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Caesar returns and describes Cassius as a dangerous man with "a lean and hungry look." This is such a delicious description that we're tempted to take it as the final word on Cassius. But Cassius has other, more admirable traits, which will become more evident after the assassination.
When Caesar speaks about Cassius (lines 198-214), notice the funny, almost pathetic way he switches roles from a private individual to a public figure:
The private Caesar is suspicious and fearful of Cassius. "Yond Cassius has a lean and hungry look," he says.
The public Caesar, of course, has to be above such human emotions as fear, and therefore announces for all the world to hear: "But I fear him not."
"Yet," says the private Caesar, "if my name were liable to fear, / I do not know the man I should avoid / So soon as that spare Cassius."
It is unthinkable for the great Caesar to be afraid, and so he puts his political mask back on and assures his audience: "I rather tell thee what is to be feared / Than what I fear; for always I am Caesar."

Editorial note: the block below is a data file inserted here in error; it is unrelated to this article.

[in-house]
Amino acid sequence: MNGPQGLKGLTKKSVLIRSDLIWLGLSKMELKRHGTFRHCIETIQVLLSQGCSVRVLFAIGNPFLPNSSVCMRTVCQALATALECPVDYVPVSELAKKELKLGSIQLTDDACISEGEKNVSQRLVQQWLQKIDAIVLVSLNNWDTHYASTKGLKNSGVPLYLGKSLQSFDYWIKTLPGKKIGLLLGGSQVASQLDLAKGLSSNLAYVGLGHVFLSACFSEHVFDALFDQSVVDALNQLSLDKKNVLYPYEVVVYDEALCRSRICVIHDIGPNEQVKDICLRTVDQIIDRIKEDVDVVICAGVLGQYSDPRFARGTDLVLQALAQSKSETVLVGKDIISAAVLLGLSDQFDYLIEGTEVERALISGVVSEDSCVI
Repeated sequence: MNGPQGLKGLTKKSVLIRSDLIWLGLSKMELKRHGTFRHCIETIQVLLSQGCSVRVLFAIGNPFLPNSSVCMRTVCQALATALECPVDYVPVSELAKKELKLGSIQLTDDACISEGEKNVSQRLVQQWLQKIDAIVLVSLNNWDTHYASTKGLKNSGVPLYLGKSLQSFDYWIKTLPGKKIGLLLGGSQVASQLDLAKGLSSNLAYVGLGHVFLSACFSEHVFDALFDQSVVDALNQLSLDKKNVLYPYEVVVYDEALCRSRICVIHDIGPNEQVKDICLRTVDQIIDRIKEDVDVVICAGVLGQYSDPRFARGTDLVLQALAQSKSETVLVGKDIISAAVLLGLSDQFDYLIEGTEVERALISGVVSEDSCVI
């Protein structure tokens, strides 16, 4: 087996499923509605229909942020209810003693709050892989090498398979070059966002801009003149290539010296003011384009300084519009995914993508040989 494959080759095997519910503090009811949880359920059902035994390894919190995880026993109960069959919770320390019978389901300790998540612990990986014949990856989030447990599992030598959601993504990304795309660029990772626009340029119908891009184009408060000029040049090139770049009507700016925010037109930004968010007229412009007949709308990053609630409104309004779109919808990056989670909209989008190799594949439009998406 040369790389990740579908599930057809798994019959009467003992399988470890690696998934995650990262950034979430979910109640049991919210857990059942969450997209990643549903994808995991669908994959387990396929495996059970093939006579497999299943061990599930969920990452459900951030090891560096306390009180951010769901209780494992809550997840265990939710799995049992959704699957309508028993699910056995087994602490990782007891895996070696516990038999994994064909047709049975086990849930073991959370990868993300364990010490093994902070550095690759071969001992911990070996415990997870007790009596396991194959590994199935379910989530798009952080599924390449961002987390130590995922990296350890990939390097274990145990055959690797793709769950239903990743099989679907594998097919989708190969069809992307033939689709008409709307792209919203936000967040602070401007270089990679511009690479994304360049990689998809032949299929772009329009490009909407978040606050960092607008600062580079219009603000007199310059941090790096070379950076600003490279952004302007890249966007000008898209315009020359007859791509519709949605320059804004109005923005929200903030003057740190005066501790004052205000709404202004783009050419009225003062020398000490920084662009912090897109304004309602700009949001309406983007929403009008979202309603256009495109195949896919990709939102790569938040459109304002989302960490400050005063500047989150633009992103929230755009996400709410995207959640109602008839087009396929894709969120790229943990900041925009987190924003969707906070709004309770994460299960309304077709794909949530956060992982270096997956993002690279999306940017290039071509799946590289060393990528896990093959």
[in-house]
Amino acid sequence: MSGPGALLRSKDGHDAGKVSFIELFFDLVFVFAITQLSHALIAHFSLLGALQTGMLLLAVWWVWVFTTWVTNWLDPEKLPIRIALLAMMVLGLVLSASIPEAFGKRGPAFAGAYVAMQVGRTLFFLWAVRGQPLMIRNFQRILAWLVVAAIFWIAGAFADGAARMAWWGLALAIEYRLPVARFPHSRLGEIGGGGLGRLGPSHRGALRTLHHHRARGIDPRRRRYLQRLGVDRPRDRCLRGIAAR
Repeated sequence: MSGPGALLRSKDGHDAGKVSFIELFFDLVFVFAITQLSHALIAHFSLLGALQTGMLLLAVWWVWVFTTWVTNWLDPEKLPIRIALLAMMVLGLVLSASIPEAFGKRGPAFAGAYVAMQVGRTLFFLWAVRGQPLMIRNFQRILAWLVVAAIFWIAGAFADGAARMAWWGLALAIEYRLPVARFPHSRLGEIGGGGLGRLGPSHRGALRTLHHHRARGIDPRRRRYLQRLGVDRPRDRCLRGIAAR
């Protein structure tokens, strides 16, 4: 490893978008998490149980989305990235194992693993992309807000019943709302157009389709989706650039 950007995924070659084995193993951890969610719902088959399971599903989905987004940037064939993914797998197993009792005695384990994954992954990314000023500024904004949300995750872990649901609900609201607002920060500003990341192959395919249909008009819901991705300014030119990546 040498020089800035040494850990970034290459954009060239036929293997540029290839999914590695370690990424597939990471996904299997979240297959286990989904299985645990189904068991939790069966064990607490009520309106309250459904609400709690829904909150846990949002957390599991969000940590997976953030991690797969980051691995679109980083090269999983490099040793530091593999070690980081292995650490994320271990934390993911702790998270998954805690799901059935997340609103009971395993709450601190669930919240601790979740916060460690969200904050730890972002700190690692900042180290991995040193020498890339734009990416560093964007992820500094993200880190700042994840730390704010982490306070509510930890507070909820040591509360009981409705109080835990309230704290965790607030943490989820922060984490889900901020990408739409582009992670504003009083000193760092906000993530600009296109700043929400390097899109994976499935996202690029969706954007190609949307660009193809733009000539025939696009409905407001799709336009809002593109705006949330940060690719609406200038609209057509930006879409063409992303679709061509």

If only he could be this legendary figure! But once again the mask slips, revealing an ordinary human being who is physically handicapped ("Come on my right hand, for this ear is deaf") and in need of reassurance ("And tell me truly what thou think'st of him.). Is Caesar aware of the difference between the man and the mask? Does he deliberately fool his public to gain power (as any clever politician would do), or does he fool himself, too? There are no easy answers to these questions, but you will need to consider them before you can decide on Caesar's right to rule.
Antony tries to allay Caesar's fears about Cassius, and says:
Fear him not, Caesar, he's not dangerous;
Act I, Scene ii, line 196
Could he be more wrong?